BILL ANALYSIS                                                                                                                                                                                                    ”



                                                                  SB 666
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          Date of Hearing:  June 18, 2013

                           ASSEMBLY COMMITTEE ON JUDICIARY
                                Bob Wieckowski, Chair
                     SB 666 (Steinberg) - As Amended: May 7, 2013

           SENATE VOTE :  31-7
           
          SUBJECT  :  Employment: retaliation

           KEY ISSUE  :  SHOULD THE LEGISLATURE ENACT FURTHER PROTECTIONS  
          AGAINST IMMIGRATION-RELATED RETALIATION AND OTHER IMPROPER ACTS  
          BY EMPLOYERS AND OTHER PERSONS?

           FISCAL EFFECT  :  As currently in print this bill is keyed fiscal.

                                      SYNOPSIS

          This measure is similar to pending legislation, AB 263  
          (HernŠndez), which passed this Committee and is currently  
          pending in the Senate. This bill would allow for suspension or  
          revocation of a business license if the licensee retaliates  
          against an employee based on his or her citizenship or  
          immigration status.  This bill would also provide for the  
          suspension, disbarment, or other discipline of an attorney who  
          threatens to report the immigration status of a witness or party  
          to a civil or administrative action because the witness or party  
          exercises or has exercised a right related to his or her  
          employment.  The bill would also authorize a civil penalty up to  
          $10,000 per employee against a corporate or limited liability  
          company employer who discriminates, retaliates, or takes adverse  
          action against an employee who makes a written or oral complaint  
          for unpaid wages.  This bill would also extend whistleblower  
          protections to employees who provide information to or testify  
          before any public body conducting an investigation, hearing, or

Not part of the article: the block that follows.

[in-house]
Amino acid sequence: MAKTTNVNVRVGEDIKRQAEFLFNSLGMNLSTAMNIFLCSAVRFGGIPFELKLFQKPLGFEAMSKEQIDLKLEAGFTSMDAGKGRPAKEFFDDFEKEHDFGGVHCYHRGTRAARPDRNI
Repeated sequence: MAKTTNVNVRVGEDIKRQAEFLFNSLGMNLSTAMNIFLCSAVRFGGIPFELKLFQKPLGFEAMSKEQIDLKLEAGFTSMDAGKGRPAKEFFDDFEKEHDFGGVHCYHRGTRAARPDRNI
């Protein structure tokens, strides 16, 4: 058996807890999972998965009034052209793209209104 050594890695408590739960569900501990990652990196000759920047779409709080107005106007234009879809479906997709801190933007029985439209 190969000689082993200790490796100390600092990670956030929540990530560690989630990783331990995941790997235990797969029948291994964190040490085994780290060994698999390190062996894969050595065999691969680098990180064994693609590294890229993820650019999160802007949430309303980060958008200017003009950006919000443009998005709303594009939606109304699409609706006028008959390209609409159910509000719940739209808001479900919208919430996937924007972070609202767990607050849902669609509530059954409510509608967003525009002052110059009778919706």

inquiry regarding employer violations of federal or state laws.   
          Supporters argue that immigrant workers are particularly  
          vulnerable to exploitation and intimidation and that bolstering  
          legal protections will help ensure compliance with appropriate  
          minimum labor standards.  The bill has no known opposition.

           SUMMARY  :  Prohibits retaliation against employees and others on  
          the basis of citizenship and immigration status.  Specifically,  
           this bill  :   









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          1)Provides that a business licensee is subject to suspension or  
            revocation of the license for threatening to retaliate or  
            retaliating, through the use of the employee's citizenship or  
            immigration status, against a current, former, or prospective  
            employee of the licensee who attempts to exercise an  
            employment right protected by law, provided however that  an  
            employer shall not be subject to suspension or revocation for  
            requiring a prospective or current employee to submit, within  
            three business days of the first day of work for pay, an I-9  
            Employment Eligibility Verification form.

          2)Authorizes the suspension, disbarment, or other discipline  
            against a licensed attorney who reports the immigration  
            status, or threatens to report the immigration status, of a  
            witness or party to a civil or administrative action, or his  
            or her family member, to a federal, state, or local agency  
            because the witness or party exercises, or has exercised, a  
            right related to his or her employment.  For purposes of this  
            provision, this bill defines "family member" to mean a spouse,  
            parent, sibling, child, uncle, aunt, niece, nephew, cousin,  
            grandparent, or grandchild related by blood, adoption,  
            marriage, or domestic partnership.

          3)Clarifies that the employee or job applicant is also protected  
            under the above provision from retaliation or adverse actions  
            by the employer.  This bill also provides these protections to  
            the employee or job applicant for making a written or oral  
            complaint that he or she is owed unpaid wages.

          4)Authorizes, in addition to any other remedies available, a  
            civil penalty, not to exceed $10,000 per employee for each  
            violation, to be imposed against a corporate or limited  
            liability company employer.

          5)Clarifies that an employee or job applicant is not required to  
            exhaust administrative remedies or procedures in order to  
            bring a civil action under any provision of the Labor Code,  
            unless the provision under which the action is brought